Potential investors would be offered shares in companies which are listed on a foreign exchange. The shares offered to potential investors may actually exist on international exchanges/markets or are quoted on the over-the-counter (OTC) market. Thus, if the investor were to check the name of the company via any price-quotation service or the Internet, he would find a quotation of the company's stock price.

The cold-calling company would usually try to entice potential investors by offering the shares at a discount to its quoted market price. The potential investor is usually told that he can “make a profit straight away”.

The cold-caller is usually very pleasant with the potential investor during the introductory telephone call. If the potential investor declines to invest, the cold caller would persist and continue calling, and the pressure for the potential investor to accept would gradually mount. In many cases, cold callers adopt aggressive sales tactics.

Upon agreeing to purchase the shares, the potential investor would be instructed to wire payment (telegraphic transfer) to an offshore or foreign bank account.

After payment has been made, the investor would face difficulty in getting his share certificates, despite numerous enquiries. Sometimes, the cold-calling company would indicate that the share certificates were being held for “safe-keeping”. In either case, the investor would find it difficult to realise the cash value of his shares.

In some cases, the investor would receive share certificates, but would realise that the purchased shares are not ordinary shares but instead restricted shares, which normally contain restrictions on sale or transfer. 3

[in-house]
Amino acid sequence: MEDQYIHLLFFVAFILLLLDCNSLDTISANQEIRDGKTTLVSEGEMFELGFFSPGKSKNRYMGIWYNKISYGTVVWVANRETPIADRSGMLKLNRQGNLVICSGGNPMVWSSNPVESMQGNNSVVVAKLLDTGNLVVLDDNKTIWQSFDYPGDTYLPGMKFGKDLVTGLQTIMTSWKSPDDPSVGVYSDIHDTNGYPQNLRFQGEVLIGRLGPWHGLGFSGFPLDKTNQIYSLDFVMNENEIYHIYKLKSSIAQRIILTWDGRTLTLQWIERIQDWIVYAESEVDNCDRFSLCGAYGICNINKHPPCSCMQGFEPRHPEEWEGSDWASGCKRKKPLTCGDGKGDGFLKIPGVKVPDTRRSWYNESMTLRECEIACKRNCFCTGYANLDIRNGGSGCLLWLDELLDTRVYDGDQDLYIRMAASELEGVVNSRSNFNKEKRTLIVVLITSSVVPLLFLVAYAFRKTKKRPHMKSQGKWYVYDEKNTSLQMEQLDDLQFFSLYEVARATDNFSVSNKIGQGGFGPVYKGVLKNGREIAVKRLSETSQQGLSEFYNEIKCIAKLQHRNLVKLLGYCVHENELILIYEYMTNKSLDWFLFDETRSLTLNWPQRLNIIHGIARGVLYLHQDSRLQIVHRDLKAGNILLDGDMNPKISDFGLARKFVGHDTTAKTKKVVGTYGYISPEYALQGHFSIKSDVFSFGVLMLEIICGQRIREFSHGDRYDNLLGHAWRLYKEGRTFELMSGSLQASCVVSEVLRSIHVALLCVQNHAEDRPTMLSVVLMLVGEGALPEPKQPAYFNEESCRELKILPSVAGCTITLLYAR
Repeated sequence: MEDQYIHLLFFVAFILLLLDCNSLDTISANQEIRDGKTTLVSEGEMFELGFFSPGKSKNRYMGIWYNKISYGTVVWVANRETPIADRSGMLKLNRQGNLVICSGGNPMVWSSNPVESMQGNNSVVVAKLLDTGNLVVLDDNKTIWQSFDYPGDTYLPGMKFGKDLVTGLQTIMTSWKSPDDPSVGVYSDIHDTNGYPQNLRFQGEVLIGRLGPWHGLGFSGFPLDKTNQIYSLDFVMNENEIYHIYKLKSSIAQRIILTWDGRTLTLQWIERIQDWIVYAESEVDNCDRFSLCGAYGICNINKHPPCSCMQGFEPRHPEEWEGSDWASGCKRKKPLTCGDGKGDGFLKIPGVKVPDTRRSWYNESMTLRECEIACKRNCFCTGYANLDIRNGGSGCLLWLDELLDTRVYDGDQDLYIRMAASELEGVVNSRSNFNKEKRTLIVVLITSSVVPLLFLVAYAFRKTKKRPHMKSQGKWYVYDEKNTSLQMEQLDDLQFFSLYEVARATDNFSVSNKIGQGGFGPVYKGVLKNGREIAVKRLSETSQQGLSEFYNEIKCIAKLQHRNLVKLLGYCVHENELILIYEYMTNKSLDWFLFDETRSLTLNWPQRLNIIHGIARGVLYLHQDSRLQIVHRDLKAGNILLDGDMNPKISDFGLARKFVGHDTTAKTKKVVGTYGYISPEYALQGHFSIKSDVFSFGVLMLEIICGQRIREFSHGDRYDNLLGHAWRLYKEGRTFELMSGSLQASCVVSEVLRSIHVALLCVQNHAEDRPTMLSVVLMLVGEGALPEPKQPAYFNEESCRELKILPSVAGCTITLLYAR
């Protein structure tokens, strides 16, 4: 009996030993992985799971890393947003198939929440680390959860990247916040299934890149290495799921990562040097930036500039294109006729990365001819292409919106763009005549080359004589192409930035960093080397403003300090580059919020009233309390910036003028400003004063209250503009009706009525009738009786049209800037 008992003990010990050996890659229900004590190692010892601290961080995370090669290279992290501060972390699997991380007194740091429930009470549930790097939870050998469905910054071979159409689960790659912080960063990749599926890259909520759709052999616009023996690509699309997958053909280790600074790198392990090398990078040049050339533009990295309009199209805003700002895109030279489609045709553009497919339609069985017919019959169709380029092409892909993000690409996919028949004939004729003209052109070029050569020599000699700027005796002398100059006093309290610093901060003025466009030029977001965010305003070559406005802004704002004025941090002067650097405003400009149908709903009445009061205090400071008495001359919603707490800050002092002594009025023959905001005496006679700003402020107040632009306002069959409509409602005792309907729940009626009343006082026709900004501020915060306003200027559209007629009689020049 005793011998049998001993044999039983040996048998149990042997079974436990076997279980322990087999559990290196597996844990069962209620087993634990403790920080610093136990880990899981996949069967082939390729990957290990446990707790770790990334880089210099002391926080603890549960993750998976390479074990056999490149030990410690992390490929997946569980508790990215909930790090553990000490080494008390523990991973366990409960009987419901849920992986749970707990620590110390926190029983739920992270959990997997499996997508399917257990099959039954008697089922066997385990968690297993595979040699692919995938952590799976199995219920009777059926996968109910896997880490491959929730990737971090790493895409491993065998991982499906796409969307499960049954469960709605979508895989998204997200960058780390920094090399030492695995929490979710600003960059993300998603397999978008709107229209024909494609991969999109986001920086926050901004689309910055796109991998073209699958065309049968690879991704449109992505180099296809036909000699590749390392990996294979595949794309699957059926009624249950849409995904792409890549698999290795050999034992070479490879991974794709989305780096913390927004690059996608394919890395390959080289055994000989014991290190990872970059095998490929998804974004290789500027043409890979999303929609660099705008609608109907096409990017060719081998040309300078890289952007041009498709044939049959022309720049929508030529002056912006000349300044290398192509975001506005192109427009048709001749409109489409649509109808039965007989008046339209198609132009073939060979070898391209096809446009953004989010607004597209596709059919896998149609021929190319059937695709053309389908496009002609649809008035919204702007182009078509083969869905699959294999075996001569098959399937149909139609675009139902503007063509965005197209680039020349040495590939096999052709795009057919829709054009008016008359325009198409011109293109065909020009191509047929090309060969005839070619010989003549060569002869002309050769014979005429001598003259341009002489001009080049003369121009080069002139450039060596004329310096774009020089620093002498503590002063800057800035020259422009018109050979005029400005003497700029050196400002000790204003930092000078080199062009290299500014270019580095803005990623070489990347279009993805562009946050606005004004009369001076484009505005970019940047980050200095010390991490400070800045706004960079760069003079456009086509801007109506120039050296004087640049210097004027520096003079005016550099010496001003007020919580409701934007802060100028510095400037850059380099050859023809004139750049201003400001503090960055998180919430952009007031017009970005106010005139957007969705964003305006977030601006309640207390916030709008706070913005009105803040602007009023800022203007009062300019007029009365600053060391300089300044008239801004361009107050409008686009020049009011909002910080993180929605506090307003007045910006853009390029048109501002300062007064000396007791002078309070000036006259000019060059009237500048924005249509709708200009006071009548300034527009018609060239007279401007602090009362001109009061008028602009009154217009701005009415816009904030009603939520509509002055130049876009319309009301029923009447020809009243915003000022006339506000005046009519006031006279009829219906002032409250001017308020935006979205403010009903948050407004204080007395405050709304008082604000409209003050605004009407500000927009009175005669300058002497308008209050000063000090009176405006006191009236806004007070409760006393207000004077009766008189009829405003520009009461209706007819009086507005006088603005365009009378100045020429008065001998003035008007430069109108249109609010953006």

What to do if approached by a cold-caller

Members of the public are advised to take the following actions when approached by a cold caller:

Note down the name and business address of the cold caller. Check it against the list of licence holders available on the MFSA website at www.mfsa.com.mt. If in doubt, contact the MFSA.

If the caller says that it he/she is a broker dealer or investment adviser licensed by an authority abroad, ask for the name of the foreign regulator by whom it is licensed. Investors may ascertain whether the statement is true by calling the foreign regulator. Most financial sector regulators also have websites which would have a list of licensed or registered persons. It should be noted that all persons conducting dealings in securities in Malta are required to be licensed by MFSA. The MFSA strongly advises potential investors to verify that a financial intermediary is licensed by a reputable jurisdiction before remitting funds.

Check whether the shares and share price quoted are valid, although in many instances cold callers would quote actual shares listed or quoted on a foreign exchange.

Request for further information on the company to be invested in, such as its annual reports, prospectuses and financial statements.

If members of the public come across the above tactics or are suspicious of the caller’s credentials as an investment adviser, it is advisable to hang up the telephone and cease contact with the cold caller upon obtaining the necessary lead information as suggested above.

Members of the public in Malta are invited to contact the MFSA’s Consumer Complaints Manager (telephone: 800 749 24, e-mail address: [email protected]) for more information.